When we picture the orbital of an electron, we look for all the places in space where the wavefunction has a particular, low value (either positive or negative) – these places will describe a surface, like the surface of a balloon, that show the outline of the orbital. Outside that surface, the wavefunction values are even smaller (closer to zero), hence the electron is very unlikely to be found there; inside the surface, where the wavefunction values are larger (farther from zero), the electron is correspondingly more likely to be found. When the orbital has more than one piece, adjacent pieces will have opposite wavefunction signs, and there is a plane or other surface (termed a “node”) between the two pieces where a single electron is never to be found – yet, it can be found to both sides, and pass freely across the plane without ever spending time ON the plane itself!
Now, the neat thing about orbitals, and the electrons in them, is the following. To electrons in two different but spatially overlapping orbitals, how do they manage to ignore each other? It turns out they take a mathematical approach to this. To see if the two electrons are going to have an electrical turf war or not, we calculate what their wavefunctions do in space with each other: for each point in space, we multiply the value (including the sign!) of the wavefunction of electron#1 by the value (including the sign!) of the wavefunction of electron#2. Then, over all of space, we add up all those wavefunction product value bits, to make a grand sum. And we find, that because (typically) one orbital only had a “+” signed shape, and the other orbital had a shape that split into “+” and “-“ parts, that the grand sum included some “+” signed product bits, and the same amount of “-“ signed product bits, for a net grand sum of zero. A net grand sum of zero means the electrons in the two orbitals are able to ignore each other, completely. On the average (over the whole atom) the two electrons’ wavefunctions are said to not “interfere” with each other.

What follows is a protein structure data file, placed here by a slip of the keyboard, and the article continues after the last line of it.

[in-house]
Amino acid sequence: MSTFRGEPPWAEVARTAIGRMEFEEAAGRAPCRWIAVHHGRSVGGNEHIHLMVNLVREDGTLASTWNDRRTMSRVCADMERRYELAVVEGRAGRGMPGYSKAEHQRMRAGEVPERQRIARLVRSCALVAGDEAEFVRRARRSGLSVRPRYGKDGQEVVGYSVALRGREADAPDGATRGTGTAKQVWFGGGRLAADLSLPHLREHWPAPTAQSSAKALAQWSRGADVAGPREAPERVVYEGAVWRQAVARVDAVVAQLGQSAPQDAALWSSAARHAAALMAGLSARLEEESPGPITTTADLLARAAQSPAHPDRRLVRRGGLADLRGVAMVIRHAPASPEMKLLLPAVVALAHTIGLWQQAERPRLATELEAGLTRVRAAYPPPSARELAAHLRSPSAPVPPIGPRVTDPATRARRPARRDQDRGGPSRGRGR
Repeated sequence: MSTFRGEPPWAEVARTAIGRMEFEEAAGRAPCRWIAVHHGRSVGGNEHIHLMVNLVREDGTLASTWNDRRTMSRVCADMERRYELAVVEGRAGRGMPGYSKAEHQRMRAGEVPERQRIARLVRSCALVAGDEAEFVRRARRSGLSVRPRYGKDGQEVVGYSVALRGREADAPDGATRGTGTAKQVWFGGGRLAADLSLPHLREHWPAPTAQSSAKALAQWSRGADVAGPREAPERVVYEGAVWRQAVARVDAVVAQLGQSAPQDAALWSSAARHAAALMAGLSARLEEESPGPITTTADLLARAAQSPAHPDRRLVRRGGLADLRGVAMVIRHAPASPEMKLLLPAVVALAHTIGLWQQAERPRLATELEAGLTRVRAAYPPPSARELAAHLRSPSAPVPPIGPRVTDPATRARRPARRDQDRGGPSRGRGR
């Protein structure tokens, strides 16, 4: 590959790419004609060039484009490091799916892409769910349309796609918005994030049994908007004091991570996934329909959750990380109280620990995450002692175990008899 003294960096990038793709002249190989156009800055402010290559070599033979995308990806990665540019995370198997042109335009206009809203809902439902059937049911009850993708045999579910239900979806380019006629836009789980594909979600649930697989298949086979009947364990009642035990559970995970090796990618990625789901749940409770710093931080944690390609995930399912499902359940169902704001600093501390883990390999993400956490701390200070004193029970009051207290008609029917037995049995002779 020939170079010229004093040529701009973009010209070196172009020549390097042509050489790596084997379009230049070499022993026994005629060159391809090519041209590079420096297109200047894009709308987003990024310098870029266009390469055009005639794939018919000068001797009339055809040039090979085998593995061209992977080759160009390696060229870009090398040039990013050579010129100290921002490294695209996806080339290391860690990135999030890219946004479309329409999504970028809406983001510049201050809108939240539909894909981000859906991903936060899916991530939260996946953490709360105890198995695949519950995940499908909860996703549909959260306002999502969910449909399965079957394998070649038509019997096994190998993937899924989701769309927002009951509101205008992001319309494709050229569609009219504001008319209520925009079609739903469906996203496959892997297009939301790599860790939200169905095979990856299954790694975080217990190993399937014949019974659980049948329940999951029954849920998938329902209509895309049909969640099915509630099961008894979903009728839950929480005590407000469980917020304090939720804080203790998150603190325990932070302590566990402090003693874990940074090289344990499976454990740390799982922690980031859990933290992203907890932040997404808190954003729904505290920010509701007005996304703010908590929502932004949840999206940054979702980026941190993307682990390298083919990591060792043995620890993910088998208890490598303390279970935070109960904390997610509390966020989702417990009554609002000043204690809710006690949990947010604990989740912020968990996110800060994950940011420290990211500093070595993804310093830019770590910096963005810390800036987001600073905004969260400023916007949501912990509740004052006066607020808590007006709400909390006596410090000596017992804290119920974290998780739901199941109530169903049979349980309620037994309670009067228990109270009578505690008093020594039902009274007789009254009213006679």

If you think about the types of orbitals and their pieces, you see that each successive orbital type in the s, p, d, f … series adds one more plane cutting space into sections, and that each individual orbital type can therefore ignore all the others. Among orbitals of one type, but different shells (i.e. 1s, 2s) a different nodal “plane” enters the picture: it is not flat, but a spherical (or other radially organized) surface. So a 2s orbital has both an inner ball part (with a “-” wavefunction sign) and an outer shell part (with a “+“ wavefunction sign). If you think about it, you can see that such 1s and 2s orbital wavefunctions, when multiplied together, can (and do) add up to zero, given an appropriate position of the spherical “node”. Similarly for 2s and 3s orbitals (3s has two spherical nodes, one inside the other, and +/-/+ signed values to the successive layers). This all keeps all the electrons on atoms “away” from each other, even while their positions extensively overlap.
Now, what good are orbitals? They turn out to be very useful for thinking about where valence electrons might be located around the atom for forming bonds. One particular result of this is that p orbitals directed directly down an axis through two bonded nuclei(let’s call this the x axis) will form a covalent bond in which the electrons “sit” (in a cloud) centered right on the line between the two nuclei. Because these bonds are typically made with at least one s orbital (such as from an H atom), they are given the name of the Greek equivalent of s: sigma. But p orbitals directed along the other two Cartesian axes don’t appear to be heading towards the other atom, off on the x-axis. How can they form a bond? It turns out, that when they cooperate with electrons in the corresponding similar orbital on the other atom, the overlap zone (where the electrons will concentrate their time) is on the plane separating the two atoms, just NOT right on the line joining the nuclei – hence, they are symmetrically off-center between the two atoms. Even off-center, they are still in the dual-energy-well of covalently bonded atoms – in short, they form a covalent bond. Because these bonds are typically formed from at least one p orbital, they are given the name of the Greek equivalent of p: pi.